Composer and sonic performance artist Cat Hope (WA) is inspirational. Her works encourage the listener to hear sound anew, creating a magnified soundtrack to a mundane world and giving sound equal status with the visual and encouraging sound to train the eye. In Unravelled, worms are delicately loosened from luxurious hair to the nightmarish sound of lubricous worm activity and in Drive a subwoofer pulses a moist kangaroo skin to the disintegrated sound of a fatal car crash. My sonic environment will never be the same.
Garth Paine (sound artist and Head of Program, Electronic Arts, University of Western Sydney) invites us to imagine an astronaut leaning out of a spacecraft with a test tube, scooping up the newly archived 2001 NASA sound recording of the Big Bang. This image is the inspiration for Paine’s Endangered Sounds artwork. I know that some sounds such as milk bottles clinking are becoming extinct in our world, a ‘silent spring’ forced on us by corporate homogenisation. I didn’t know however that sounds such as the Australian Football League siren are being legally ‘sound marked’, copyrighted and removed from the public sphere. This is despite the fact that these sounds inhabit public and private space. If unknowingly imprinted on our personal digital soundtracks and played in the public sphere, the individual could be liable for prosecution. In a brilliant Duchampian twist Garth subverts the ‘sound mark’ concept by asking volunteers to illegally collect these sounds in test tubes and return them to him for future release. Paine preaches the “freedom of sound”, examining the privatisation and commodification of our sonic tapestry and asking why there are no rights and responsibilities in respect of sound.
I learn there is no such thing as total silence and that even silence is collectible: the NASA astronaut gathered the residue of the Big Bang, which is the noise that makes up our so-called silence. Paine recalls the frightening story of John Cage searching for silence in an anechoic chamber only to be finally confronted with 2 sounds, one high sound of his own nervous system and one low sound of his blood circulating.
On the theme of silence, Ed Osborn (Berlin-based artist and Assistant Professor for Digital Media, University of California, Santa Cruz, USA) declares that he is going to talk about nothing and that his works are about nothing, and that there is a sonic difference between the idea and the practicality of silence. Aerial pictures of Antarctica taken in a USA mapping exercise possess an aesthetic whiteout that is so foreign that it fills the void of how silence can be imagined. The soundtrack is conceptual not digital. As in so many works highlighted at the conference there is a simultaneous absence and presence of sound; silence defines the sound.
Another proposal put forward during the conference is the need for an acoustic ecology. Multimedia artist and composer Shawn Decker (composer, School of Art Institute of Chicago, USA) respectfully acknowledges R Murray Schafer’s descriptions of a post-industrial landscape of natural and industrial rhythms and a post-electric landscape with its tyrannical loudness and insidious 50/60Hz drone. But he proposes a post-digital landscape, one to supplant the current flat-lining of sound and disconnection from nature. He puts out a challenge to all designers to build machines and design spaces that are more like nature by using emergent processes, constructing open-ended and unpredictable systems and using natural surfaces to spatially distribute sound.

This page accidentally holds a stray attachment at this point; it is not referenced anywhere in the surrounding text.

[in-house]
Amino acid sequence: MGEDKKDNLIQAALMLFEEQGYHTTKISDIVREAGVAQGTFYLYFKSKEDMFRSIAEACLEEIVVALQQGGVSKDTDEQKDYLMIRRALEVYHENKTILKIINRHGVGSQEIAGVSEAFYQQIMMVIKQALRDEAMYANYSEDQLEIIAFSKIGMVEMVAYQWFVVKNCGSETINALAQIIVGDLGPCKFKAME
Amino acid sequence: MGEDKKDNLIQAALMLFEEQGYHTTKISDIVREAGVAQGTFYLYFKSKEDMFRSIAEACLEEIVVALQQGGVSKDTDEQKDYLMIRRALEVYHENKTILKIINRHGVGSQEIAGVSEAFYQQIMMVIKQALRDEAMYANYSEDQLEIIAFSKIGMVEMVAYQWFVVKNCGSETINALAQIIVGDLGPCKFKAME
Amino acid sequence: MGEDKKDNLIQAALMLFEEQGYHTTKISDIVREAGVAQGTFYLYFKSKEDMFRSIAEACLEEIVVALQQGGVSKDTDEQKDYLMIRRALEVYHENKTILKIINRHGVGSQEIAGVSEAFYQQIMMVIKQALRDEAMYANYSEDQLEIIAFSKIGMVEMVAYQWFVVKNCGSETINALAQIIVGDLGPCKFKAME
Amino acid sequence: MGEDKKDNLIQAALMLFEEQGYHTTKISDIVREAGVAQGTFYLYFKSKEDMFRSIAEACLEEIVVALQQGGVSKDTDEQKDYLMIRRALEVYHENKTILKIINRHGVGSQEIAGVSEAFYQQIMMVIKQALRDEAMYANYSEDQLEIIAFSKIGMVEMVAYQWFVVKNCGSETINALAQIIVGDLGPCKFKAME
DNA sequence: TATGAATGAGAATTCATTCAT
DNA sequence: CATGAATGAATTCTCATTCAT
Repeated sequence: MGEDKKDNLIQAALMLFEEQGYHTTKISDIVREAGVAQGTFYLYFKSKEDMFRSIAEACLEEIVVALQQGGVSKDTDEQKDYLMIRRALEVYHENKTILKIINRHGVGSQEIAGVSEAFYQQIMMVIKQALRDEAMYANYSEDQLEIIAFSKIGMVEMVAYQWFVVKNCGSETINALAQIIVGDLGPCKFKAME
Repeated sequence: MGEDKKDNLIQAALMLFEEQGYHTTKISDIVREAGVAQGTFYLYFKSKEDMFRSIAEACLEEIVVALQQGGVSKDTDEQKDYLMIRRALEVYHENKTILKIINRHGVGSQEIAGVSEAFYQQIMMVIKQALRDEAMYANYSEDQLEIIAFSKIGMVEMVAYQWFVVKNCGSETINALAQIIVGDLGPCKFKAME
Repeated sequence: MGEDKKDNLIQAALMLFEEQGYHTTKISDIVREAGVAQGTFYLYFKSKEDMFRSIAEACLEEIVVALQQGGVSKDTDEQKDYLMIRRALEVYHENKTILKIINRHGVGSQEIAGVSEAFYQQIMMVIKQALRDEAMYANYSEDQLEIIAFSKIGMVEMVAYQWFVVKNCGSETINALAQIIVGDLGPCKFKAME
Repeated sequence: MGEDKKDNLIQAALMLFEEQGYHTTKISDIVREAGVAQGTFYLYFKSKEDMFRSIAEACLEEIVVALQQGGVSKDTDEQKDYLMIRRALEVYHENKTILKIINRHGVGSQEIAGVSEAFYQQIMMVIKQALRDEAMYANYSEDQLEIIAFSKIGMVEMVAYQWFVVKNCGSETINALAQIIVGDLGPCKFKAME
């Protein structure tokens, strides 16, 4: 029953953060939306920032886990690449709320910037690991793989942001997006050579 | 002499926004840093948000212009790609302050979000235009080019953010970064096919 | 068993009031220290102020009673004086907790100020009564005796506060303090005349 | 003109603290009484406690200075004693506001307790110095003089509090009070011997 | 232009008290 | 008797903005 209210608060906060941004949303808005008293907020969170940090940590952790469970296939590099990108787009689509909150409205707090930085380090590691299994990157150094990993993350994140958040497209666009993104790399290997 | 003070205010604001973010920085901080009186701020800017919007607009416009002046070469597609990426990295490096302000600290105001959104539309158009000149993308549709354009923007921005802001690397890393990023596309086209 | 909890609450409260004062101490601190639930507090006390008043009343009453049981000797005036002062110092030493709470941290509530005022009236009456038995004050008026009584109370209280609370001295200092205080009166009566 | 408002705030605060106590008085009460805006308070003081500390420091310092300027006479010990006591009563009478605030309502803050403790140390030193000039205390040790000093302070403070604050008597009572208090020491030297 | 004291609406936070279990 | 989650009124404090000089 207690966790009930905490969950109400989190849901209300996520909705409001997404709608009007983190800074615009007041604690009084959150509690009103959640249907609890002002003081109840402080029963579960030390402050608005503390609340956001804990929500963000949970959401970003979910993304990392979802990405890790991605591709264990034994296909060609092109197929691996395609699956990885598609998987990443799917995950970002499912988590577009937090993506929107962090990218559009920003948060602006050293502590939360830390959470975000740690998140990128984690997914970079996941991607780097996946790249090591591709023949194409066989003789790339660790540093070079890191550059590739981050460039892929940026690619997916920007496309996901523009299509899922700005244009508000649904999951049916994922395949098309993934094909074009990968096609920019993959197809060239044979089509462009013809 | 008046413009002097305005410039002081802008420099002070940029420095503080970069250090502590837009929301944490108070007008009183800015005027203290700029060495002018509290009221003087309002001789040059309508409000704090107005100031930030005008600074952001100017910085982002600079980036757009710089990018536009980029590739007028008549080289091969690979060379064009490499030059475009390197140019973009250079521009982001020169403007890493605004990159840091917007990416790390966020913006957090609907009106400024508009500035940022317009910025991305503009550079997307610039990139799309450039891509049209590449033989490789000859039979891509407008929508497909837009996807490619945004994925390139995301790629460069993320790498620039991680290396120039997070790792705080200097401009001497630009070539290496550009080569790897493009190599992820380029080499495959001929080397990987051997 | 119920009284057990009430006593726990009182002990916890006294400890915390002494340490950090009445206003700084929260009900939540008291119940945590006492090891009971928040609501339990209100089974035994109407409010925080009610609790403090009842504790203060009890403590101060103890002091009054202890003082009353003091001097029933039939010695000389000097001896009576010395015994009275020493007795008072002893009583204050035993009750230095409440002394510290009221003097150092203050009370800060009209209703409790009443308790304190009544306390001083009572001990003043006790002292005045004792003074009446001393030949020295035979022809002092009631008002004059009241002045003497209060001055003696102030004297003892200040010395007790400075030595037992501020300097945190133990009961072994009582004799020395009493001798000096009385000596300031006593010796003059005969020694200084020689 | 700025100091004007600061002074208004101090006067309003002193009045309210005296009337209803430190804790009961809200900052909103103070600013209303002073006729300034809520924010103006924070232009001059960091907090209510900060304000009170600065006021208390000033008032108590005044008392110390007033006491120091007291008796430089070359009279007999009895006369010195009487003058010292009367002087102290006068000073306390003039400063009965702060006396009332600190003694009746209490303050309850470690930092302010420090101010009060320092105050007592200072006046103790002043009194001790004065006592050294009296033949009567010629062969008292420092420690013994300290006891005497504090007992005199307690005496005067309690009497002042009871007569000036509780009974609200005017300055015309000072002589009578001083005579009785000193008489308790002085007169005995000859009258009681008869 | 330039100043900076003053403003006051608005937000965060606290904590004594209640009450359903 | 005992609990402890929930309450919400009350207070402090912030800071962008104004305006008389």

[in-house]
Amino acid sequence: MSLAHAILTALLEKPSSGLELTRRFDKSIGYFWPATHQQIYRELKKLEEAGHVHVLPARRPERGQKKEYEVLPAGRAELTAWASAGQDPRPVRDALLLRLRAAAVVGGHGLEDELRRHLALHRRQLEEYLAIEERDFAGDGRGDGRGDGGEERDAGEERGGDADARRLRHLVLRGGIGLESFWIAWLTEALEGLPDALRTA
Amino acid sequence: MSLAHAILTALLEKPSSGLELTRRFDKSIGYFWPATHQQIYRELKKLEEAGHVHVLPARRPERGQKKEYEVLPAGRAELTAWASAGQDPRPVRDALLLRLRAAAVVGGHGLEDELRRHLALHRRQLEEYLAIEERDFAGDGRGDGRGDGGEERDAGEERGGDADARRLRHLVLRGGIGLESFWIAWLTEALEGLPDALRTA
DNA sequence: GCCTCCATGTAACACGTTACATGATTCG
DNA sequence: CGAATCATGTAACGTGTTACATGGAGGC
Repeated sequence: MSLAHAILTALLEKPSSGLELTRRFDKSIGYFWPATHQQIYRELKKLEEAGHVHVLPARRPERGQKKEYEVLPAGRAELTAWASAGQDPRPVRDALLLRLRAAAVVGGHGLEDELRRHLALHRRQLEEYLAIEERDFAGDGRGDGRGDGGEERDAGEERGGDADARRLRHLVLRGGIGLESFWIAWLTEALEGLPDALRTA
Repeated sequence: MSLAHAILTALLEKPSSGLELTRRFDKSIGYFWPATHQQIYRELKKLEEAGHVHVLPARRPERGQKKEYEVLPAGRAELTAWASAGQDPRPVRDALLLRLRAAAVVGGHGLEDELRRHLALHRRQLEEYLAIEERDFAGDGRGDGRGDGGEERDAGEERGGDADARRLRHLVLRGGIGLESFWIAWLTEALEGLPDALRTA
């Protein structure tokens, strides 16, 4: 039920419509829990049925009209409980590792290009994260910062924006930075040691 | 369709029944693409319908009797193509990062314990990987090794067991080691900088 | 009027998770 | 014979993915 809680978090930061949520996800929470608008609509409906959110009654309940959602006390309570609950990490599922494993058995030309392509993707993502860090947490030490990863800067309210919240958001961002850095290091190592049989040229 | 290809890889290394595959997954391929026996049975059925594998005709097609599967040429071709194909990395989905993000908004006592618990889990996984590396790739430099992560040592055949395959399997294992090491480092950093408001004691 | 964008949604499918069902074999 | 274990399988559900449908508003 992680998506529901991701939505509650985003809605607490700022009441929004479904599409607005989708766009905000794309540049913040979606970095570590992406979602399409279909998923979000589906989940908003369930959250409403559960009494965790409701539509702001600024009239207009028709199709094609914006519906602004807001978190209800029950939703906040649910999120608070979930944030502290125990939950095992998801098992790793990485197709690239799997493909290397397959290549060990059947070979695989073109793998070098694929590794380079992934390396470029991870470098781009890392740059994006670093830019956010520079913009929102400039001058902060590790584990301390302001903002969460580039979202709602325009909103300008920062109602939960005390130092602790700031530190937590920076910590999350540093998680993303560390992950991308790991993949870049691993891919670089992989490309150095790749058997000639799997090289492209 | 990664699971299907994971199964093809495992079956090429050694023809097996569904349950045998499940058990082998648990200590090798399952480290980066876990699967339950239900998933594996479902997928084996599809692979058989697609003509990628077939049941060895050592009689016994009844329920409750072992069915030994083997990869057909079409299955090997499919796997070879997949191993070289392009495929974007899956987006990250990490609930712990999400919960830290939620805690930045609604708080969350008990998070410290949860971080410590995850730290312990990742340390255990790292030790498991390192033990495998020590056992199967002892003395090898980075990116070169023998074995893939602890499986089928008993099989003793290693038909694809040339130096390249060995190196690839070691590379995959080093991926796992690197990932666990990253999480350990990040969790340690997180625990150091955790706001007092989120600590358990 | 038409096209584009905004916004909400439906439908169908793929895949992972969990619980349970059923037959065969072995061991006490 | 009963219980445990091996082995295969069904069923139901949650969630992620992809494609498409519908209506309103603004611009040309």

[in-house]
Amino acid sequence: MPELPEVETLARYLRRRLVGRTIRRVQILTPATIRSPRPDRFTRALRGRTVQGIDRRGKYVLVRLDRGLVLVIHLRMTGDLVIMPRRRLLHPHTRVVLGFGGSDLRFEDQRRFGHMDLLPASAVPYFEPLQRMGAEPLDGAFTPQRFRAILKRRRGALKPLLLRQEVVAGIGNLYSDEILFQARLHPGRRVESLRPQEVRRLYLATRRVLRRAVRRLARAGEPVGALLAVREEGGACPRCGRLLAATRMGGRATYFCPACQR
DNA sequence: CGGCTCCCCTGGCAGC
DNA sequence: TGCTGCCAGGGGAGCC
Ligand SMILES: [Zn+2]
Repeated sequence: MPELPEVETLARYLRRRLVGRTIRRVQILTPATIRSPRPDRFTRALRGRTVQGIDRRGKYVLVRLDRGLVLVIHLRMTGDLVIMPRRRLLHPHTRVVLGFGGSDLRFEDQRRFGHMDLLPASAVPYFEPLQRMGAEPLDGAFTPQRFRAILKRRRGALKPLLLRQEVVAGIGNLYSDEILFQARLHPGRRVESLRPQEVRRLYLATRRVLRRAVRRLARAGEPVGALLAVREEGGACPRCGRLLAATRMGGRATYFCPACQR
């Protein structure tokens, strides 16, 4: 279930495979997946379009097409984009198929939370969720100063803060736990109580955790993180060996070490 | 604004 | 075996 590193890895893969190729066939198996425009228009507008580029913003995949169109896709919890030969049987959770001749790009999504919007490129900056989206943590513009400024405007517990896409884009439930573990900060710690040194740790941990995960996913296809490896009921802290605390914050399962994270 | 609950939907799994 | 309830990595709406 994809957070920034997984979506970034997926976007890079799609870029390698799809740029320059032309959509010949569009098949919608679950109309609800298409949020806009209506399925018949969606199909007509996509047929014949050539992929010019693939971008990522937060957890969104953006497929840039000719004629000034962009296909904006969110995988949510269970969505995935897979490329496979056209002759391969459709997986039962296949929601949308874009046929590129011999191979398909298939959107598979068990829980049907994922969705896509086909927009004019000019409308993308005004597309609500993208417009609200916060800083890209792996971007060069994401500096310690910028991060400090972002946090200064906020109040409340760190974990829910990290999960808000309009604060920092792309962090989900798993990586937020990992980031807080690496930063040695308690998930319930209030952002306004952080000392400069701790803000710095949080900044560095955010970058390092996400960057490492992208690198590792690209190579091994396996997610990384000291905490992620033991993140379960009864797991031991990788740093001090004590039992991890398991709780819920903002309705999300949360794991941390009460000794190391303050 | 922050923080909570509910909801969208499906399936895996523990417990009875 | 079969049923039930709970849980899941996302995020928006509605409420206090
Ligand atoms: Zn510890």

It becomes obvious that the rich sonic tapestry available to me is being threatened with a monocultural sameness, exemplified by boring audio-visuals flowing from our TV sets. This fear is made three-dimensional with the dynamic sculptures of Bjoern Schuelke (multimedia artist, Cologne, Germany), Nervous and Orgamat, which vibrate, shake and perform with the theatrical wit and intelligence of Monty Python meeting Truffaut. I realise that a biodiversity of sound is essential: Save Our Sound. Part of this ecology of sound is ‘liveness’ and a possible dichotomy between sound installation and sound performance is quickly avoided with the joke about a radio broadcaster. He says he doesn’t care if he has an audience of one, only to hear his boss retort, “Then why don’t you just call him!” It is noted that the difference lies not in the form or the technology but in communal experience, the human ritual of sharing; this is why cinemas are full.
At the last panel session a discussion emerges about the distinction between sound and music and where they belong in the taxonomy of the aural. I am reminded that my mode of listening is critical, that sound might be made into music merely by the very act of listening. John Cage said, “When you are not listening it becomes noise.” An exchange about the distinction between sound and visual artists threatens to degenerate into a discussion on funding bodies and the politics of arts departments. Guest panellist Jocelyn Robert declares exclaims that there is no visual art as such any more, that since the postmodern rupture of the late 1970s the arts has become an inclusive term that incorporates all artists, and that we should not be ruled by power and politics. The panel accepts this philosophical harmony for the moment and notes the possible restrictions of the exhibition and conference title.
I’m left with a new, passionate awareness of sound and an appreciation of the artists working with it. I listen intently both to noise and the silences in between, becoming a conscious part of a sonic ecology.
SonicDifference, Re-sounding the world, conference, Alexander Library Theatrette, Perth Cultural Centre, BEAP 04, Sept 10
*copyright RealTime; http://www.realtimearts.net
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